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Opinion: We have an unacceptably high level of school suspensions and expulsions

There were more than 13,000 suspensions and 145 expulsions in 2015, writes Dr Áine Hyland.

Dr Áine Hyland Emeritus Professor of Education, UCC

EDUCATION INCLUSION HAS has been a supposed policy priority in Ireland for over 30 years. However, despite this, inequality in education continues to grow wider. This disconnect is either not being addressed by current policy, or current policy is not trickling down into practice.

Let’s be clear, what the current gap means is that children of similar ability will have very different educational experiences based on their Eircode. Children who come from less advantaged backgrounds, who may have equal abilities, will have lower levels of literacy and numeracy, have less access to arts initiatives, are at greater risk of early school leaving and have a lower probability of accessing higher education than their more advantaged peers.

While there is a stated commitment at national level to support pupils who are at risk of early school leaving, there continues to be an unacceptable level of school suspensions and expulsions – more than 13,000 suspensions and 145 expulsions in 2015. Most of these young people are vulnerable and come from disadvantaged homes.

These figures do not include pupils who are on a “limited” or “reduced” school day because of their challenging behaviour, nor does it include pupils who are not enrolled in any school but are in receipt of home tuition hours because no school will accept them.

DEIS scheme

The Delivering Educational Inclusion in Schools (DEIS) scheme which was introduced in 2005 provided additional resources for schools with the highest concentration of pupils from disadvantaged backgrounds (about 25% of all schools). Extra teachers were allocated to these schools, and continuing professional development and extra financial support were also provided.

But the financial cutbacks which occurred during the recession impacted disproportionately on disadvantaged communities. The reduction, and in some cases, withdrawal of funding from community education initiatives, including the massive reduction in funding for Traveller education, are examples of the impact of the recession on educational funding for disadvantaged families.

The recent unprecedented level of homelessness among children, and their placement in hotel accommodation, especially in the greater Dublin area, has appalling consequences in terms of the schooling of these children, some of whom have to travel long distances to get to school every day. The current rate of completion of pupils in DEIS schools is 82.7% – the national completion rate is 90.2%.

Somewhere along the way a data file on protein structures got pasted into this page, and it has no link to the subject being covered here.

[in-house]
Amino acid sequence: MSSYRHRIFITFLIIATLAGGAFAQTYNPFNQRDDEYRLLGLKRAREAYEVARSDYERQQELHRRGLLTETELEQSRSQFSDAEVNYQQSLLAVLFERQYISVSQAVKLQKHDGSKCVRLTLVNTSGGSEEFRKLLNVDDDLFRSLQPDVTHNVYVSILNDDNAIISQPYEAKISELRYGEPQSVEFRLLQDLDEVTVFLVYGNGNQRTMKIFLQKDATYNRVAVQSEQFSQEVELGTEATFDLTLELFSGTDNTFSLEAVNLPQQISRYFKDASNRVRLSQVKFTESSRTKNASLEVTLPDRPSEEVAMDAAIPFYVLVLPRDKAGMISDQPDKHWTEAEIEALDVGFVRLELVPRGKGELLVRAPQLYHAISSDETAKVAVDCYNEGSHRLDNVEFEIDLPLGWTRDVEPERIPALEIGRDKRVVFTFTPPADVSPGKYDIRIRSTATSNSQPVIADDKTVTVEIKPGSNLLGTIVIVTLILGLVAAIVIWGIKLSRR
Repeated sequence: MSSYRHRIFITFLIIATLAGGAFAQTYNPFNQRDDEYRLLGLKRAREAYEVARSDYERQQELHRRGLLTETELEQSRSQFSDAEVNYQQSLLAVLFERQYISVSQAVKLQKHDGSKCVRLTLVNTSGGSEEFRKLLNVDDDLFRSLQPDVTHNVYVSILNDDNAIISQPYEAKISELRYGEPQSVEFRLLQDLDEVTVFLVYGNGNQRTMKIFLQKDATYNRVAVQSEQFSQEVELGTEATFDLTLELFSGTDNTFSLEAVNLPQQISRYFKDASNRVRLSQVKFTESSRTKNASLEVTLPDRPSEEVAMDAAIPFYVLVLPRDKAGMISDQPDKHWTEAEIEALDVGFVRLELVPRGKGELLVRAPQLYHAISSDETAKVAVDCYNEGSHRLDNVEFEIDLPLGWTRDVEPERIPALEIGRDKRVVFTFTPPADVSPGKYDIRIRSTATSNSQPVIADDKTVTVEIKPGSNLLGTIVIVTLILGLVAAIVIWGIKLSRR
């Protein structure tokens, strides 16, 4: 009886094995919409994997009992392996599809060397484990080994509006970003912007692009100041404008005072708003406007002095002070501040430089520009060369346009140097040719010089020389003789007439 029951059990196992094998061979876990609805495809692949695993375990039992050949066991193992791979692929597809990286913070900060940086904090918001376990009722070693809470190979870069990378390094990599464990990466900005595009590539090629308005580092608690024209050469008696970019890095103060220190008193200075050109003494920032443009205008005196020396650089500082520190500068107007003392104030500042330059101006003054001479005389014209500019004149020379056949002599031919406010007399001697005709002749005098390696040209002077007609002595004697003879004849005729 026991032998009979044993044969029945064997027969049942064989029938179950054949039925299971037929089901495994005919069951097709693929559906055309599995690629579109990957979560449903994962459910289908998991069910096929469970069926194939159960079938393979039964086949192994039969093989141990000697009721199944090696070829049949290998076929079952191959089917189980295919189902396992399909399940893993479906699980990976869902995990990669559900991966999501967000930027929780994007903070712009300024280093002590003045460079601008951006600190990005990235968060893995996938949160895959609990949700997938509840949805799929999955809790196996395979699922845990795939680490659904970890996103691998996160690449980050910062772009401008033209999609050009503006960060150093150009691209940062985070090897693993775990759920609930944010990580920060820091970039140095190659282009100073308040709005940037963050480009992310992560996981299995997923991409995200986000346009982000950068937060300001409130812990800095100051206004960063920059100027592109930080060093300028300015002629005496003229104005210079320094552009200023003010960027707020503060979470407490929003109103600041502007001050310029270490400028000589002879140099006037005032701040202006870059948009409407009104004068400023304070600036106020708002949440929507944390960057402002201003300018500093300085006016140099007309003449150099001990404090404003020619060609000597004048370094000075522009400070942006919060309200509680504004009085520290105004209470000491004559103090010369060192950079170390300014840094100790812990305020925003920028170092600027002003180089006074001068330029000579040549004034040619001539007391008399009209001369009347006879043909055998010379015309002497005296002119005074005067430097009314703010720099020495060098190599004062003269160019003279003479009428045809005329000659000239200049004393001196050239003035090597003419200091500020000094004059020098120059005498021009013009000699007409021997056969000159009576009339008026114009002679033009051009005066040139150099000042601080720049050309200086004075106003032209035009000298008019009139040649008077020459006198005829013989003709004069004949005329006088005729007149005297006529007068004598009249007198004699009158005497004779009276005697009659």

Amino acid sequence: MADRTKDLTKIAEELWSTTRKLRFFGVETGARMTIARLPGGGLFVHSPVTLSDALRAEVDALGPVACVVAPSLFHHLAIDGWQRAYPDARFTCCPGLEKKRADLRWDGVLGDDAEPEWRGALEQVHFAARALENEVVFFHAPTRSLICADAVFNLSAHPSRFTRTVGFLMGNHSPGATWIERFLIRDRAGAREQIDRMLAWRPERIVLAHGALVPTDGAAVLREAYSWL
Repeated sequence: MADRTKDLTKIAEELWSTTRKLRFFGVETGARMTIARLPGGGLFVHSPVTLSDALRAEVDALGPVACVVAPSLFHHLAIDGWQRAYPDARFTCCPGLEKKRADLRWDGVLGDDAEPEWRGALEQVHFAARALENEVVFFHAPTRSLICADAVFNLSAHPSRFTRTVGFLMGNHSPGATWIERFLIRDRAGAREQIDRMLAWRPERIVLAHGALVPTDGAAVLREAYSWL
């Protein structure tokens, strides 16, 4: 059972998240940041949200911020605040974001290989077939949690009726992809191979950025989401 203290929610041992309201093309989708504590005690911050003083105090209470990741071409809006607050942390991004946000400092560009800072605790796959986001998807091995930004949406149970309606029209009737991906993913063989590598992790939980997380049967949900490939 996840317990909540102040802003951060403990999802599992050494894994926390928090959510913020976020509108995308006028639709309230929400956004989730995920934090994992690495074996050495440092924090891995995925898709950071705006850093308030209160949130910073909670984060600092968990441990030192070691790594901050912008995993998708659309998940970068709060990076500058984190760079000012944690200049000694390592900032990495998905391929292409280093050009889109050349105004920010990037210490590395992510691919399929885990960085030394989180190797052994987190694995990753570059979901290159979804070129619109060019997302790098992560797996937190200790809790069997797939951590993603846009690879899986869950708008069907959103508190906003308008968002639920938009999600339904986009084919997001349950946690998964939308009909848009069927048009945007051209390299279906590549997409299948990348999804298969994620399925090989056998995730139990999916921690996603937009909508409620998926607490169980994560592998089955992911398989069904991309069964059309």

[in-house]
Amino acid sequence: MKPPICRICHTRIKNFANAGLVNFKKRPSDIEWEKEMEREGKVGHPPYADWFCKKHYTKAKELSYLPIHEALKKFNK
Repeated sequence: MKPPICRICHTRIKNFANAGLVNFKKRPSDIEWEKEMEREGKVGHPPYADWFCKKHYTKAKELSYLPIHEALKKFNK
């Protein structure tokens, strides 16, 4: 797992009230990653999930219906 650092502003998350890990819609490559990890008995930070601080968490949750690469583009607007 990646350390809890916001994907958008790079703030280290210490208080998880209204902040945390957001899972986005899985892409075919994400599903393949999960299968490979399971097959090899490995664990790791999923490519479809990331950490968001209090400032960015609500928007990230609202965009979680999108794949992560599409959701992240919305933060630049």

The urgency for inclusion in education is not new

Twelve years ago, Educational Disadvantage Committee called for “an inclusive, lifelong learning society in which everyone can achieve their full potential and aspirations without barriers”.

The committee highlighted back then the need to use innovation to link schools and communities together to lift those at risk of disadvantage from educational poverty. It emphasised that schools alone cannot achieve educational equality but pointed out that everyone gains when educational inclusion is achieved as part of a bigger social and economic change agenda.

Take for example, iScoil, a recent awardee of Social Innovation Fund Ireland’s Education Fund. iScoil is an online learning community that offers second-level pupils age 12 to 16 years who have dropped out of school the chance to stay in education and learn in their own way. They are still achieving the same education standards as their traditional peers are, but they are doing it on their own terms because of this innovative approach to offering flexible learning environments.

A case study

After being bullied in school which led to severe anxiety and depression, which ultimately caused her to disengage from school at 12-years-old, Laura was one of the first generation of iScoil students.

Quickly, Laura flourished with a student centred approach that allowed her the opportunity to immerse herself in learning on her own terms and re-engage with the second level curriculum. iScoil also supported her through her sense of isolation, through the learning community and her engagement with tutors and other young people online, while she regained her confidence.

Through this innovative approach to learning, Laura is now studying Veterinary Studies in the UK, a feat unimaginable for her just a few years ago.

The fact remains, the gap between the performance of pupils in DEIS schools and their peers in non-DEIS schools has not been substantially reduced. While the mantra of educational inclusion is regularly repeated, the outcomes continue to be disappointing. We need innovative solutions to the inertia we are seeing in leveling the playing field.

Dr Áine Hyland is Emeritus Professor of Education and former Vice-President of University College Cork. iScoil is one of 10 awardees of the Social Innovation Fund Ireland’s Education Fund, a €7 million fund, one of the most significant recent investments of private philanthropy in programmes that tackle educational disadvantage. 

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About the author:

Dr Áine Hyland  / Emeritus Professor of Education, UCC

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